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Study finds lack of sleep limits ability to interpret facial expressions

Sleep deprivation may reduce a person's ability to interpret certain social facial expressions but not fear or anger.

By
Amy Wallace
A new study finds sleep deprivation can reduce a person's ability to recognize and interpret facial expressions properly. Africa Studio/Shutterstock.com
A new study finds sleep deprivation can reduce a person's ability to recognize and interpret facial expressions properly. Africa Studio/Shutterstock.com

March 23 (UPI) -- Researchers at the University of Arizona found an association between sleep deprivation and the ability to recognize facial expressions.

The study was based on data from 54 participants who were shown photographs of the same male face with varying degrees of fear, happiness, sadness, anger, surprise and disgust.

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Researchers found that participants who were deprived of sleep for one night had a harder time identifying facial expressions of happiness or sadness compared to when they were rested.

Participants' ability to identify anger, fear, disgust or surprise were not impaired even if sleep deprivation was a factor.

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"If someone is going to hurt you, even when you're sleep deprived you should still be able to pick up on that," William D.S. Killgore, a professor of psychiatry, psychology and medical imaging at the University of Arizona, said in a press release. "Reading whether somebody is sad or not is really not that important in that acute danger situation, so if anything is going to start to degrade with lack of sleep it might be the ability to recognize those social emotions."

Researchers found that blatant facial expressions such as an obvious grin or frown were easily identifiable regardless of sleep deprivation or not. Sleep deprived participants had a more difficult time recognizing subtle expressions of happiness or sadness compared to other emotions. After they were allowed to recover sleep, their performance in recognizing happiness and sadness improved to baseline.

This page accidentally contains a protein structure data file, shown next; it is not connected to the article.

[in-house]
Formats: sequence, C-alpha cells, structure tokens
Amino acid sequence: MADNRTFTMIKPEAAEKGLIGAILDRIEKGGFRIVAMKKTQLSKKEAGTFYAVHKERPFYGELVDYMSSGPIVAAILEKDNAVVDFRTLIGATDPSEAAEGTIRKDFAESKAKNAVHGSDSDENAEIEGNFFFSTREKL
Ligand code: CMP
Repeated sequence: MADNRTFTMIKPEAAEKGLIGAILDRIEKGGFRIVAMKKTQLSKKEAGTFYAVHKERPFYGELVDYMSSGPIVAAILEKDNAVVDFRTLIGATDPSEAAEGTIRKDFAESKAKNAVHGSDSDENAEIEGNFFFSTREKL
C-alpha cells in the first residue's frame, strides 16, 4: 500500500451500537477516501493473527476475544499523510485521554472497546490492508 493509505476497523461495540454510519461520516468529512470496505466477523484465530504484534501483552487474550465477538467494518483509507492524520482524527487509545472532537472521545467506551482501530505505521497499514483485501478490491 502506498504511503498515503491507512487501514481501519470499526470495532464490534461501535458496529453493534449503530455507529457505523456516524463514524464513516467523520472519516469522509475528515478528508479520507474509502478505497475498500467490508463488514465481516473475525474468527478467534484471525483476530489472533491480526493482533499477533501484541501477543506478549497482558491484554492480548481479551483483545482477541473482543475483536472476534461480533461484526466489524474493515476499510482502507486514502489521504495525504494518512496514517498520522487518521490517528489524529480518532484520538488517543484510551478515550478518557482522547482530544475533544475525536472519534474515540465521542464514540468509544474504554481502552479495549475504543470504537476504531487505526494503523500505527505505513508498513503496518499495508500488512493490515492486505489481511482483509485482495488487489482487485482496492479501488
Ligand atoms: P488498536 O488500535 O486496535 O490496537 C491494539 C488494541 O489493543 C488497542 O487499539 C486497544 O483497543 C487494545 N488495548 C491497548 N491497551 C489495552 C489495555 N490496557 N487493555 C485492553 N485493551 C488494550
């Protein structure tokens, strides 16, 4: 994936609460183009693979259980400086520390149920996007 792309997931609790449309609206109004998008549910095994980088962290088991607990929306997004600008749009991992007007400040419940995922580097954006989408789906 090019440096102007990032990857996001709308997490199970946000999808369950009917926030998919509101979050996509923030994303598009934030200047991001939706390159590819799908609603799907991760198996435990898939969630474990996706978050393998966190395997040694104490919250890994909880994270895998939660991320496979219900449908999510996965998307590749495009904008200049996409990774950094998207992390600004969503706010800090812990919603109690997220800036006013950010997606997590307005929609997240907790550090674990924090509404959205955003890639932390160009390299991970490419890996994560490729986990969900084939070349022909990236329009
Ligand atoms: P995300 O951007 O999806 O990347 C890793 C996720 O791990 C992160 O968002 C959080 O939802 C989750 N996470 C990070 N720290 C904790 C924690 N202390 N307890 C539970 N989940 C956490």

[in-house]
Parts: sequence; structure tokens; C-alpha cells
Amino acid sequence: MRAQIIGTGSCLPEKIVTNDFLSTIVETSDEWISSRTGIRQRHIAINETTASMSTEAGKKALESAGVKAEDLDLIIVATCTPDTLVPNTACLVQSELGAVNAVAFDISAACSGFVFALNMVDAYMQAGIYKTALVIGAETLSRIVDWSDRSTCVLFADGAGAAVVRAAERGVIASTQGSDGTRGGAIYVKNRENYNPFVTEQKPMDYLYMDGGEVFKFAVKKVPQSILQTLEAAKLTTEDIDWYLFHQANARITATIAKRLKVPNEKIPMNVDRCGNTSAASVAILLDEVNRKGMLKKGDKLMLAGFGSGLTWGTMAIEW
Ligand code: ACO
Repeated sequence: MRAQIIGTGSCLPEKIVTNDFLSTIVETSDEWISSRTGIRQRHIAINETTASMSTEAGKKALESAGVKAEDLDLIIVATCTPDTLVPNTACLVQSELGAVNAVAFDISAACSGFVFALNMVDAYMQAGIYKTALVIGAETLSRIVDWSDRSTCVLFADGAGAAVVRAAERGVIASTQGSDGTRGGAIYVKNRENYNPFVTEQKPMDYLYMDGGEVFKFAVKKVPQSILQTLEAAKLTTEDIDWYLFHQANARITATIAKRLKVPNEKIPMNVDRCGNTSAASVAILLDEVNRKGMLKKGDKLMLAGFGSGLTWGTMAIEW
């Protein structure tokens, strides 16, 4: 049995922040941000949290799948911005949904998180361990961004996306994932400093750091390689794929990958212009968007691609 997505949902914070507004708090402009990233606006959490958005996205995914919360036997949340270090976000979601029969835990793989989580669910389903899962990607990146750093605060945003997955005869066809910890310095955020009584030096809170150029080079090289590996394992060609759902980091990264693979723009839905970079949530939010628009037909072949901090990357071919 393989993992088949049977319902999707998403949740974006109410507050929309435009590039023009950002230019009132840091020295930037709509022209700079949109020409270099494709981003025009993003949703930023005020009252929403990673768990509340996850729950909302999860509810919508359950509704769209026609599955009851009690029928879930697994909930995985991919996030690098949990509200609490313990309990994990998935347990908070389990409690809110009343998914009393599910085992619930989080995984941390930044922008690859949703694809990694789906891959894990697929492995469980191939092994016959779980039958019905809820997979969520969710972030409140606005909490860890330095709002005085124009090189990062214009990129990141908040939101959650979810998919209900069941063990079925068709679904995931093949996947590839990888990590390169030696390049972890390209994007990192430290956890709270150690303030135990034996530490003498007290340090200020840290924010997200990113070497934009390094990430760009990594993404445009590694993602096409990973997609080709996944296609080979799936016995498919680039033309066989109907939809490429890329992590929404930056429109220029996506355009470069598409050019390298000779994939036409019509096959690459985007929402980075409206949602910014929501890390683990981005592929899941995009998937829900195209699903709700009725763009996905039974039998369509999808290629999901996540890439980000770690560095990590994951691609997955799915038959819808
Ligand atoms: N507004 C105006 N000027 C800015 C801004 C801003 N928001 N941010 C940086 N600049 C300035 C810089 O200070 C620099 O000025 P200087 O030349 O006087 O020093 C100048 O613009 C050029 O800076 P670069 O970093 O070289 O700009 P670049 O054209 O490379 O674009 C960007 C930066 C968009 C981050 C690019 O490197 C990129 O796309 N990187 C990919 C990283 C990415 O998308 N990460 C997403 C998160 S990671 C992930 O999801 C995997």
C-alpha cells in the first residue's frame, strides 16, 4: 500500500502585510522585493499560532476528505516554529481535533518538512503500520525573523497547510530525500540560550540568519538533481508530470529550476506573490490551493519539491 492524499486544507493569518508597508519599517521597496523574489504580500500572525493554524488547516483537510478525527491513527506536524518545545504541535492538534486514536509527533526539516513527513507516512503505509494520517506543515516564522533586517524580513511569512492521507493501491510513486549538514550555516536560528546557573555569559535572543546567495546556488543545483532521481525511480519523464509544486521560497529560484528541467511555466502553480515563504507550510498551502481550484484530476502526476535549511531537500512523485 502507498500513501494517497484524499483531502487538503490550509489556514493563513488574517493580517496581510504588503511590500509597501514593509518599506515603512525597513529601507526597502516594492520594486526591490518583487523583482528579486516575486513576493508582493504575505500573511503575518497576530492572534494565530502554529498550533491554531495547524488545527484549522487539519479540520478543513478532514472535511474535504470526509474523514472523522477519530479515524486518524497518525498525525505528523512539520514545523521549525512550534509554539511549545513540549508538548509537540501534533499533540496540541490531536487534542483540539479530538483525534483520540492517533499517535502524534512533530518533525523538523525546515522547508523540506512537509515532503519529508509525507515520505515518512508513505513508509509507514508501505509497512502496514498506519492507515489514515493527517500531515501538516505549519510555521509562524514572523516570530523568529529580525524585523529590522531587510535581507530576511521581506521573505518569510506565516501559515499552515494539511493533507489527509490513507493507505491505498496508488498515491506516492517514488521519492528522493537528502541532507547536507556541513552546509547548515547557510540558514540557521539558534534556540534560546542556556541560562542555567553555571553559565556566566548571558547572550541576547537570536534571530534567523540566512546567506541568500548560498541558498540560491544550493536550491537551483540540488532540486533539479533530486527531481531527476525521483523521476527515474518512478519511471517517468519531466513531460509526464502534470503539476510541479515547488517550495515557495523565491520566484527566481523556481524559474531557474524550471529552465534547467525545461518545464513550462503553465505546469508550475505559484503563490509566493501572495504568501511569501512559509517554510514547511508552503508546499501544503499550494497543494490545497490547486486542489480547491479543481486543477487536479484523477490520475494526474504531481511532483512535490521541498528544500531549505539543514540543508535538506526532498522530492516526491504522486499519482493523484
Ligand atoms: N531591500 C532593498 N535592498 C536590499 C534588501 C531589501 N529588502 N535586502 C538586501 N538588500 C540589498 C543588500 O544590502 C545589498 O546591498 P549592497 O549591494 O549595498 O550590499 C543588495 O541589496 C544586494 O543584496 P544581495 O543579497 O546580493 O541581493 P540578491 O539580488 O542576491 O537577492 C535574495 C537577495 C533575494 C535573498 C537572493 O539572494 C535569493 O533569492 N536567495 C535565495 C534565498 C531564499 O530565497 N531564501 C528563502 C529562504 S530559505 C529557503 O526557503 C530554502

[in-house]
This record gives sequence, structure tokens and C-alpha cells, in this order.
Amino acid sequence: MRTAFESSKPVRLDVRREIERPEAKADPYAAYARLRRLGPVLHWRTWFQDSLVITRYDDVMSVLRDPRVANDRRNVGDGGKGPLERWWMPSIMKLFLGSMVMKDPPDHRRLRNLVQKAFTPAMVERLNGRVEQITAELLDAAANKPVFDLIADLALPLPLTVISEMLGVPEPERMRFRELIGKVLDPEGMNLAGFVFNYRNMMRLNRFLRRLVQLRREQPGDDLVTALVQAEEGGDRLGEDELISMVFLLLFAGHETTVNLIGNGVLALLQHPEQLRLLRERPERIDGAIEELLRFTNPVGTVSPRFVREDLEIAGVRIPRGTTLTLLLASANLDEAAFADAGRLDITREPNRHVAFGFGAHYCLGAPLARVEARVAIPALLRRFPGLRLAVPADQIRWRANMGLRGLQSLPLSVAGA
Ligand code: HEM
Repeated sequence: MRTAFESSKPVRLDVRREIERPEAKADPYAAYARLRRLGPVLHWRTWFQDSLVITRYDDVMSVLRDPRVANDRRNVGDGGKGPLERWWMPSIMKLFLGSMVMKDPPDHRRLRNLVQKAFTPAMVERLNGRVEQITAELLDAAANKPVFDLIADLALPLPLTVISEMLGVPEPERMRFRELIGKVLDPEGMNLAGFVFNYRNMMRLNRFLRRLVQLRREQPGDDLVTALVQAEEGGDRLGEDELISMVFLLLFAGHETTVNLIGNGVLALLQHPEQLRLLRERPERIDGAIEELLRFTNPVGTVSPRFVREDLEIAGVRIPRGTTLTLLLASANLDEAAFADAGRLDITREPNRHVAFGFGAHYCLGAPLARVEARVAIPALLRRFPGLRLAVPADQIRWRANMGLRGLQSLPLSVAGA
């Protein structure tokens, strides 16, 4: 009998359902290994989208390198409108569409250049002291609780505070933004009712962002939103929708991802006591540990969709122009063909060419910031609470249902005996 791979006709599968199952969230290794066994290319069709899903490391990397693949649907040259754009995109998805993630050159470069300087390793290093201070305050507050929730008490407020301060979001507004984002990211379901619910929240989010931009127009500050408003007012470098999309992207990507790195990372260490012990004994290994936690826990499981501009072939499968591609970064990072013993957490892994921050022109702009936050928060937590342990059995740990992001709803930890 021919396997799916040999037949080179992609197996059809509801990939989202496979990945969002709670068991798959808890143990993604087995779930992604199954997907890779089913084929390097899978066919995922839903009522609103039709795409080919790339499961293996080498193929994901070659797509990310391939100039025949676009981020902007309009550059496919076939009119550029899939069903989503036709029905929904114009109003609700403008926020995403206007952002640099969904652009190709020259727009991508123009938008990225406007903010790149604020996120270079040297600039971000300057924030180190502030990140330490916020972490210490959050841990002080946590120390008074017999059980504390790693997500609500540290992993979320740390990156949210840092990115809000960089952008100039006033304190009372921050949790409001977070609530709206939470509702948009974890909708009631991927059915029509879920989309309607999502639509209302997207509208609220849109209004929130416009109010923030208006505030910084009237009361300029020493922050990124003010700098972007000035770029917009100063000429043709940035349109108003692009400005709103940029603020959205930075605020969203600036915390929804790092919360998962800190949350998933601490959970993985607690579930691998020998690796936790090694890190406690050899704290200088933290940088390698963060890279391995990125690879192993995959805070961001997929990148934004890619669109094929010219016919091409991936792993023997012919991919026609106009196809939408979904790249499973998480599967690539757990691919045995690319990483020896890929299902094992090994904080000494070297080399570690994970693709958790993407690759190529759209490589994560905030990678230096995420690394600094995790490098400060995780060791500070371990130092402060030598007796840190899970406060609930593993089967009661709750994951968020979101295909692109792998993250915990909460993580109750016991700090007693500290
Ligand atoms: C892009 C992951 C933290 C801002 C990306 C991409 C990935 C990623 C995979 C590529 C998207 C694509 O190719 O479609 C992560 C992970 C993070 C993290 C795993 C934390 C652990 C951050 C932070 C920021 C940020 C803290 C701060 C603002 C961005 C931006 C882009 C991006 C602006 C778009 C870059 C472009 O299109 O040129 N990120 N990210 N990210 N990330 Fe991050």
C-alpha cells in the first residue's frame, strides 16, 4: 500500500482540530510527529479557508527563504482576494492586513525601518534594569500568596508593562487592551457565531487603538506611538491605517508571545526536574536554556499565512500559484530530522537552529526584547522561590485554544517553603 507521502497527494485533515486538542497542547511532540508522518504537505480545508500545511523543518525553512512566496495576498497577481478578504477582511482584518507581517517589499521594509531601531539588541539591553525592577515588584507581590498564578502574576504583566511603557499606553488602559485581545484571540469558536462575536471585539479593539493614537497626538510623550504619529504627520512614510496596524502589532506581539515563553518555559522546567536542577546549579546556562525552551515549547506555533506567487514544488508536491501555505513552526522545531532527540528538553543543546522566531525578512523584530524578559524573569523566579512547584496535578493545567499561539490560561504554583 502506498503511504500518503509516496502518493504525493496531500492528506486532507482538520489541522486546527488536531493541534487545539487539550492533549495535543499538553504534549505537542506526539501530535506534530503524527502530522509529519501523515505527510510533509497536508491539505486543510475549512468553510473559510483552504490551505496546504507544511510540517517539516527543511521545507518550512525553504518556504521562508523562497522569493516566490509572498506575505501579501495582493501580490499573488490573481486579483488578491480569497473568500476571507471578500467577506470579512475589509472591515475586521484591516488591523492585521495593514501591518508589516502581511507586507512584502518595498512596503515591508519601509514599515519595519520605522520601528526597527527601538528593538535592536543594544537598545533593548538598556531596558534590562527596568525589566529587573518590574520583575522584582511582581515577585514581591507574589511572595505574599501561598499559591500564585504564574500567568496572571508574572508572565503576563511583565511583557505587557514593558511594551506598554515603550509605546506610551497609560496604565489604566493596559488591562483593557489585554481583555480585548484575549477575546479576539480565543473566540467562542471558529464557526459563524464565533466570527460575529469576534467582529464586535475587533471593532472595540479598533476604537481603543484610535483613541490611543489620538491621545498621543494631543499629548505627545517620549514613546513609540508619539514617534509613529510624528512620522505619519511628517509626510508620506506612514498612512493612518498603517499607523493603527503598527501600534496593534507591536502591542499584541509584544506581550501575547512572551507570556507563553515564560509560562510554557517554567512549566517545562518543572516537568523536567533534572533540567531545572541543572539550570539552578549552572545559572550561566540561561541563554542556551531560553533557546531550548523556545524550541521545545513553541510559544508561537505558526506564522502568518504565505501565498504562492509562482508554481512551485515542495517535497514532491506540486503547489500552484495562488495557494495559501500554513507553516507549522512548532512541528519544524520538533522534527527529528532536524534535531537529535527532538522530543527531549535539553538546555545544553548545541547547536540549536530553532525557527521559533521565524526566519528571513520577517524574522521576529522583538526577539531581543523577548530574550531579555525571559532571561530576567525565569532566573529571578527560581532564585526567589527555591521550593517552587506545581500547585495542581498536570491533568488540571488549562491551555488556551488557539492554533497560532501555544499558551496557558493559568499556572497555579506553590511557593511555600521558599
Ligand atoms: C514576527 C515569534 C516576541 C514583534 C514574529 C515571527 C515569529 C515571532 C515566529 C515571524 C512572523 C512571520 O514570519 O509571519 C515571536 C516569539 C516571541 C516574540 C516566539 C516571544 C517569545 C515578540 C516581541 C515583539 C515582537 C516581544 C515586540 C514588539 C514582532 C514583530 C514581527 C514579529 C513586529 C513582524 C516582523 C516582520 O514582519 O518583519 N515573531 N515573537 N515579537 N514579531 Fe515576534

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"As a society, we don't get the full seven to eight hours of sleep that people probably need to be getting," Killgore said. "The average American is getting a little less than six hours of sleep on average, and it could affect how you're reading people in everyday interactions. You may be responding inappropriately to somebody that you just don't read correctly, especially those social emotions that make us human. Or you may not be as empathic. Your spouse or significant other may need something from you and you're less able to read that. It's possible that this could lead to problems in your relationships or problems at work."

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The study was published in Neurobiology of Sleep and Circadian Rhythms.

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